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Lords reform: research may lose its voice

As the government unveils its plans for reform of the House of Lords, Kumar Bhattacharyya, director of the WMG knowledge-transfer department at the University of Warwick and a Labour peer, warns those in the research community who wish for strong parliamentary advocates for science and technology to be wary.

When the Conservatives and Liberal Democrats agreed their joint programme for government, one short paragraph declared that they would “establish a committee to bring forward proposals for a wholly or mainly elected upper chamber on the basis of proportional representation.”

Twelve months on, weve not yet heard from that committee, but the strong rumours that the Government was about to publish a draft bill on Lords reform were confirmed with Tuesdays unveiling of the governments proposals. Since the Labour manifesto also proposed an elected upper house, there now appears to be a greater chance of elections to the second chamber than at any point in my academic or political career.

This has significant implications for the UK research community. After all, following the expulsion of the hereditary peers, the Lords is now an extremely research-friendly institution. In part, this is because all political parties find that the easiest way to ensure academics and scientists get into Parliament and government is through ennoblement. From my own party, we have peers such as Jonathan Kestenbaum, Robert Winston and Julian Hunt. Each of the main parties includes similar research-friendly peers.

Sadly, people of real talent and commitment to science in the Commons, such as Peter Luff, Julian Huppert or Adrian Bailey, are a tiny minority. Parties put academics and researchers in the Lords because, if you have spent a lifetime building your expertise on the human genome, or on cancer trials, or on materials engineering, you probably haven’t spent much time on the campaign trail or making connections to political leaders, pastimes important for parliamentary selection.

In addition, serious researchers are unlikely to welcome the time commitment expected of today’s ‘professional’ member of the House of Commons. Spending your weekends doing constituency casework and your weeks in Westminster voting means no time for research! So the House of Lords allows parties to broaden their expertise in Parliament without threatening the democratic supremacy of elected politicians.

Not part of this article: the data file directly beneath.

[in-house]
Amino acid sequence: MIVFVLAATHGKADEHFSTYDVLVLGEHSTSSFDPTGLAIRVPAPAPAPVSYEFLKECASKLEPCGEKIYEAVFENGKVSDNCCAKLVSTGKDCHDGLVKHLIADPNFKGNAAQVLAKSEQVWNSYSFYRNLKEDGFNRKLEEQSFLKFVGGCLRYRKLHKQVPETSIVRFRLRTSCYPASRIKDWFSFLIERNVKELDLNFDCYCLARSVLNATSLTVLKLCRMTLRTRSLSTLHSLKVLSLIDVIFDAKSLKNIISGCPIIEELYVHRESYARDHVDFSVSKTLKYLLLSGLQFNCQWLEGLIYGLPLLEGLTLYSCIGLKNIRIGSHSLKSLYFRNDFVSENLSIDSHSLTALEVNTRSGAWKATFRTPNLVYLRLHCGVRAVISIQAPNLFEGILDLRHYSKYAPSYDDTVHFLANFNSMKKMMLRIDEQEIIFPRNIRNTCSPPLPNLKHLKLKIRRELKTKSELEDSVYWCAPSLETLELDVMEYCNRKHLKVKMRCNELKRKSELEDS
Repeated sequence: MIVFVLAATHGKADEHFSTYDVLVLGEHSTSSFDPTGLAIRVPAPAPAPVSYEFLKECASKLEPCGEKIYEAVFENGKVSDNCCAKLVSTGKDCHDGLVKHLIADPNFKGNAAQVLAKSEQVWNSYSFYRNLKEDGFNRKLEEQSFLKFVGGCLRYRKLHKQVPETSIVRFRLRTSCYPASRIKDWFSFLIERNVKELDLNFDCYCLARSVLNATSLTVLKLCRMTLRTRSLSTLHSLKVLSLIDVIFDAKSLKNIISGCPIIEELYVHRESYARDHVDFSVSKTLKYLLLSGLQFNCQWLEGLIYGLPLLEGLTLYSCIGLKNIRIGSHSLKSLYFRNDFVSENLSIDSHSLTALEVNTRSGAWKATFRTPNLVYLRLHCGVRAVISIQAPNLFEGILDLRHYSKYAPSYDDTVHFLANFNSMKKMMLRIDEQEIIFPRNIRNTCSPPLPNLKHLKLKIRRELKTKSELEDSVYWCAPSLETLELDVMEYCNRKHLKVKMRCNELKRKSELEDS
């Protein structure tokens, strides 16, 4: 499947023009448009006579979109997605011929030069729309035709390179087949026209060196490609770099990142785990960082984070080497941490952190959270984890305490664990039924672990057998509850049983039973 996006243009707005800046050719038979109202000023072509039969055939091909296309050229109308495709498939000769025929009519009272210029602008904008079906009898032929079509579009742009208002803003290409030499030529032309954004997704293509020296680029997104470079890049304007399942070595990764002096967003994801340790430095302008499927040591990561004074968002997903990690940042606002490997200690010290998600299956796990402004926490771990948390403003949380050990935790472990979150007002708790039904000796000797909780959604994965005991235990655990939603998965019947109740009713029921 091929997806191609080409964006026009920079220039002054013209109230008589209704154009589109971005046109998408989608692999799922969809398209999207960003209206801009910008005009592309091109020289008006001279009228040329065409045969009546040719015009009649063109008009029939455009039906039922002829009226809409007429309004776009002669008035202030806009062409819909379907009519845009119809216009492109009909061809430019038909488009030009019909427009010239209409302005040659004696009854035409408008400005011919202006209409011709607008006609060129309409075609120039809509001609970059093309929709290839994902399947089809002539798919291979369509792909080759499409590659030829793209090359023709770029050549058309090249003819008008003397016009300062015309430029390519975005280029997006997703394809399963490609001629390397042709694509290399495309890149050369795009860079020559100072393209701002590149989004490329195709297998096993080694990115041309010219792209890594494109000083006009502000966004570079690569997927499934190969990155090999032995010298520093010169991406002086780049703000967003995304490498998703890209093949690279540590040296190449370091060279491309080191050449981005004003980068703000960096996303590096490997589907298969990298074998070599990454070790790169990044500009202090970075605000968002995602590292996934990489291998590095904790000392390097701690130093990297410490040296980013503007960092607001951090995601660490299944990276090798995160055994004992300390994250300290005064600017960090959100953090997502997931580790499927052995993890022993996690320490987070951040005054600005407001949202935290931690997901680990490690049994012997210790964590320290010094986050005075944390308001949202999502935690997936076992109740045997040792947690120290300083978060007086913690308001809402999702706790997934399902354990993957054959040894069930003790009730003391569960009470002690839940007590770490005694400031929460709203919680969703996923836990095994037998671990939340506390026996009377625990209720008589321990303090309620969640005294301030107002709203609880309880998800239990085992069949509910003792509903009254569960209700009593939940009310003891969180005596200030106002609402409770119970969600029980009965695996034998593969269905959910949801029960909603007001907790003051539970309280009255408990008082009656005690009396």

The second chamber also contains over 200 cross-benchers who owe no party allegiance. Cross-bench scientists such as Robert May, Alec Broers, John Krebs and Martin Rees are globally respected in their field, and make an outstanding contribution to the work of the House of Lords, often through the highly respected House of Lords Science and Technology committee.

The Lords therefore retains an eminent research community, able to use the ‘Bully Pulpit’ of the red benches to speak up for the value of research, and able to warn ministers, privately and publicly, when things are going awry.

The benefits of any change depend, as ever, on the type of change. There are many brilliant researchers in the Lords, but few have held senior ministerial office or been in a position to drive through significant change.

So an elected Lords might put pressure on parties to broaden their range of elected politicians to include more researchers, and it might give those elected more political authority. Then again, it might not. The Welsh, Scottish and Greater London assemblies offer little evidence of a noticeably greater research presence than the House of Commons.

It is surely more plausible that, instead of scientists, we get a reformed House of Lords that simply contains those that didn’t make it into the Commons, depriving the research community of its main independent route to Parliament and government.

It is suggested that the appointed section of the House of Lords may be a fifth of the total. That is likely to mean around sixty “appointees” who will be expected to represent all of civil society from religions, the military, charities, business and unions. This clearly suggests an extremely limited number of Lords will be research experts. So there is a real danger that a more democratically accountable House of Lords produces a narrower, less inclusive, membership.

The danger is not immediate, nor is it dire. We have not seen the final proposals, and no doubt the government will be keen to retain existing expertise.

However, the chance that the voice of research will be lessened at Westminster is growing. It is worthwhile ensuring that however constitutional reform is pursued, it does not come at the expense of science, innovation and technology.

When Lords reform is proposed, research must find its voice, or lose it.

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